Serverless Computing

by | Jul 18, 2016 | Blog

The whole cow or just the hamburger?

As cloud computing continues to evolve we’re starting to hear a lot more about Serverless Computing.

Serverless Computing is not a great name as “serverless” implies that there is no actual server running in the background, which is not the case. Another way of describing it would be Function as a Service or FaaS, which is still vague and confusing.

So what is Serverless Computing?

Well, to truly understand we need to start at the beginning and go back a few decades. Back in the day if you needed a new application to be built you had to install it on a server, which would be a physical piece of hardware that you would host in a data center or perhaps in the corner of your office, where it was also used as a coffee table.

Then came the concept of virtual servers. Virtualization allows you to divide up the CPU and memory of a server and run multiple “virtual” operating systems, that give the impression that you have lots of individual servers at your disposal. The virtual servers can be easily changed as required so you aren’t limited to or stuck with a specific server type.

The arrival of cloud computing extended this idea further. Cloud providers host the virtual servers for you and allow you to connect to them over the Internet. The best thing about these virtual servers is that they can be created on demand, you are only charged when they are up and running and you can create or terminate them whenever you want. In other words you never have to worry about capacity management ever again.

So to recap, the progression has been physical server -> virtual server -> cloud server. So if you’ve moved all your infrastructure to cloud based virtual servers, then you’re all set, right?


Cloud technology is advancing at an ever increasing pace and the next step is, yep you’ve guessed it, Serverless Computing.

Imagine that you have a server that runs some code on a periodic basis, for example your daily business reports that run via a Java script. It might be that this server is only used for a few hours overnight to crunch the numbers and generate reports ready for the next business day.

Traditionally, you would have purchased a server, or created a virtual server, that would be idle for most of day and only used for a period of time overnight. In other words you have an expensive asset that is doing nothing other than costing you money to run, maintain and host. I saw countless examples of this during my time working for investment banks.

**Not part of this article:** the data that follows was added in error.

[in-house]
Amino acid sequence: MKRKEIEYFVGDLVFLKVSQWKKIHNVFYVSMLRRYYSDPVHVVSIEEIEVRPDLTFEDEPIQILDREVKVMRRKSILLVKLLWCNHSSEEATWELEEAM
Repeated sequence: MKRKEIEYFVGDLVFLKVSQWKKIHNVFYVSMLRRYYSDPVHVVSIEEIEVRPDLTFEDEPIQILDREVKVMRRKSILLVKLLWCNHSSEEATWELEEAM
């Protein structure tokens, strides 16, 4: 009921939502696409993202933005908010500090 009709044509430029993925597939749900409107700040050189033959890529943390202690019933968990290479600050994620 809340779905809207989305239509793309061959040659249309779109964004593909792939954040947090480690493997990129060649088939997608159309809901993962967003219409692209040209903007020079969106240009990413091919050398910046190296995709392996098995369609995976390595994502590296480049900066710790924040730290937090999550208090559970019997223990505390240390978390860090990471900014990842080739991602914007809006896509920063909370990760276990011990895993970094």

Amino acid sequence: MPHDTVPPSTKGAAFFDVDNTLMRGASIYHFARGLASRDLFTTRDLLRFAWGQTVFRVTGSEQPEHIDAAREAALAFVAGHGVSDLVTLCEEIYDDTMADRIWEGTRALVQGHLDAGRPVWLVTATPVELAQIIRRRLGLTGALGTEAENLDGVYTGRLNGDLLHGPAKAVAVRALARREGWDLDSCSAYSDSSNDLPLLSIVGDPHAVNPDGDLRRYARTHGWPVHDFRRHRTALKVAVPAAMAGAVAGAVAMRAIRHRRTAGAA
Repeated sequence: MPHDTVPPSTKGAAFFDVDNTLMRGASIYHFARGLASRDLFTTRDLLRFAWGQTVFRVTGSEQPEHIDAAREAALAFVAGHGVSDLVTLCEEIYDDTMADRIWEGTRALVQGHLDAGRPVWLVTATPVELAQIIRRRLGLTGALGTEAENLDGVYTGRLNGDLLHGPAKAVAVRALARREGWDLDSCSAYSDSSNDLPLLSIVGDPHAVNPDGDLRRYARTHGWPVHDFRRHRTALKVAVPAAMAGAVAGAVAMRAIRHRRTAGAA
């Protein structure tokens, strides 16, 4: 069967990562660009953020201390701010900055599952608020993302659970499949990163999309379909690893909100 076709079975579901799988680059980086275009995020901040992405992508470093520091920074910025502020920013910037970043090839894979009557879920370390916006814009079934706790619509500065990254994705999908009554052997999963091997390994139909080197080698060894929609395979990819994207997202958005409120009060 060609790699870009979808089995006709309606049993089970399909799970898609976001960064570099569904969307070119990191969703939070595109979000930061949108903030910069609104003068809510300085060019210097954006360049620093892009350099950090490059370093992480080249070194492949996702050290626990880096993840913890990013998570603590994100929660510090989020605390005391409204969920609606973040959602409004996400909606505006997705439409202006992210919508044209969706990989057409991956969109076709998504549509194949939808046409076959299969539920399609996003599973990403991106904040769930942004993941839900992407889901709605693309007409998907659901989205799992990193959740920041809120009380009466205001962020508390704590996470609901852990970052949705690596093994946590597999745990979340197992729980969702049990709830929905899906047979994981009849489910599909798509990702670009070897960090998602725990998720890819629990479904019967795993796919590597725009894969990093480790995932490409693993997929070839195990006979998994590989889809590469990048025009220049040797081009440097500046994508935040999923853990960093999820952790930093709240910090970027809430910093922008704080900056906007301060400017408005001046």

Cloud computing dramatically improves the situation, as you can shut down the server when it’s not needed and you won’t have to pay a penny for it. However, you still have to maintain the server and make sure it is available when you need it.

But what if there was no server?

What if you could take the code that runs your business reports, upload it to a service that manages its execution on your behalf and you only have to pay for the actual time that it takes to complete?

It almost sounds too good to be true, but that is basically the definition of Serverless Computing. It allows you to run your code without requiring you to provision or manage servers.

Or as Tim Wagner, manager of AWS Serverless Compute, put it: “You pay for the hamburger not the cow”.

All the cloud providers have launched, or are in the process of launching, their own version of this concept and at present AWS seems to be leading the pack with their Lambda product.

But that doesn’t mean that we can kiss goodbye to the good old server quite yet. Obviously services that need to be available all the time will require a server to run on, for example databases. And at present AWS Lambda only lets you run Java, Node.js and Python.

However, Serverless Computing is definitely the direction that IT infrastructure is headed and this blog is just a very high level overview of the concept. The use cases are practically limitless and for an idea of what companies are already doing you can check out some of the AWS case studies here.

So next time you need to provision some new IT equipment, ask yourself do you need the whole cow or just the hamburger?

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